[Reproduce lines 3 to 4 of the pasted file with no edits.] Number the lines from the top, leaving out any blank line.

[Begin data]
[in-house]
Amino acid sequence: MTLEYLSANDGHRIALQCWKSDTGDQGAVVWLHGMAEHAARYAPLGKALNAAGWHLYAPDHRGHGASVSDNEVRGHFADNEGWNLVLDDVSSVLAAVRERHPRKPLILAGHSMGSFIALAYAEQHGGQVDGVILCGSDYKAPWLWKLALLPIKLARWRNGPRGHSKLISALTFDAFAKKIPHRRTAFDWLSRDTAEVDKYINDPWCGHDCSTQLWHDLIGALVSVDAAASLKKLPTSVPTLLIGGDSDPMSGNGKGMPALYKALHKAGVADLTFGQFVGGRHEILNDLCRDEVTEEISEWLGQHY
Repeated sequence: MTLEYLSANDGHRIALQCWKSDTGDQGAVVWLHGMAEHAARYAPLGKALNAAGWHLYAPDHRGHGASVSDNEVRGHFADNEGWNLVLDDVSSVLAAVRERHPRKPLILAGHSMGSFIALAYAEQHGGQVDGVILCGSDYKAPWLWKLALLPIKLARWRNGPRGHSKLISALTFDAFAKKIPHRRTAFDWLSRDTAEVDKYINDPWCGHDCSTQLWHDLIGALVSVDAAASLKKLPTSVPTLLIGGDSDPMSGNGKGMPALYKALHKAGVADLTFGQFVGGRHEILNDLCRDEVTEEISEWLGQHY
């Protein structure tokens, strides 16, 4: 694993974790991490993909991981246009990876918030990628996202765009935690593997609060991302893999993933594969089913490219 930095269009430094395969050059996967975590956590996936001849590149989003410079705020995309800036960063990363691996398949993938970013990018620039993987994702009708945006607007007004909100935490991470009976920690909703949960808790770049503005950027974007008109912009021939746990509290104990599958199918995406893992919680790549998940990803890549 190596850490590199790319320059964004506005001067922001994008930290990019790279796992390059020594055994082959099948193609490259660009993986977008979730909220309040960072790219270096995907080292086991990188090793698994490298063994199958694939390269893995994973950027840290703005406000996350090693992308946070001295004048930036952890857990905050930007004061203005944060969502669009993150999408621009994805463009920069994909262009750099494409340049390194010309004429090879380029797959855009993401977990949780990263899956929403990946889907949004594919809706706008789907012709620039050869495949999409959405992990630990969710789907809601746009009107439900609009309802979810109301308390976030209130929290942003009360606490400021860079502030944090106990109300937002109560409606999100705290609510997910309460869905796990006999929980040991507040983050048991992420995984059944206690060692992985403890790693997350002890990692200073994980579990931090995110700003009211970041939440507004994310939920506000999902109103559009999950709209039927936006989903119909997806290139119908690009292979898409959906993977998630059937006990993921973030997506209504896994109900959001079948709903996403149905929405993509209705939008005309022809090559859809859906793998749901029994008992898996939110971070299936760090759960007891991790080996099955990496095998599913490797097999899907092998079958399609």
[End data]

Repeated sequence: MTLEYLSANDGHRIALQCWKSDTGDQGAVVWLHGMAEHAARYAPLGKALNAAGWHLYAPDHRGHGASVSDNEVRGHFADNEGWNLVLDDVSSVLAAVRERHPRKPLILAGHSMGSFIALAYAEQHGGQVDGVILCGSDYKAPWLWKLALLPIKLARWRNGPRGHSKLISALTFDAFAKKIPHRRTAFDWLSRDTAEVDKYINDPWCGHDCSTQLWHDLIGALVSVDAAASLKKLPTSVPTLLIGGDSDPMSGNGKGMPALYKALHKAGVADLTFGQFVGGRHEILNDLCRDEVTEEISEWLGQHY
């Protein structure tokens, strides 16, 4: 694993974790991490993909991981246009990876918030990628996202765009935690593997609060991302893999993933594969089913490219 930095269009430094395969050059996967975590956590996936001849590149989003410079705020995309800036960063990363691996398949993938970013990018620039993987994702009708945006607007007004909100935490991470009976920690909703949960808790770049503005950027974007008109912009021939746990509290104990599958199918995406893992919680790549998940990803890549 190596850490590199790319320059964004506005001067922001994008930290990019790279796992390059020594055994082959099948193609490259660009993986977008979730909220309040960072790219270096995907080292086991990188090793698994490298063994199958694939390269893995994973950027840290703005406000996350090693992308946070001295004048930036952890857990905050930007004061203005944060969502669009993150999408621009994805463009920069994909262009750099494409340049390194010309004429090879380029797959855009993401977990949780990263899956929403990946889907949004594919809706706008789907012709620039050869495949999409959405992990630990969710789907809601746009009107439900609009309802979810109301308390976030209130929290942003009360606490400021860079502030944090106990109300937002109560409606999100705290609510997910309460869905796990006999929980040991507040983050048991992420995984059944206690060692992985403890790693997350002890990692200073994980579990931090995110700003009211970041939440507004994310939920506000999902109103559009999950709209039927936006989903119909997806290139119908690009292979898409959906993977998630059937006990993921973030997506209504896994109900959001079948709903996403149905929405993509209705939008005309022809090559859809859906793998749901029994008992898996939110971070299936760090759960007891991790080996099955990496095998599913490797097999899907092998079958399609």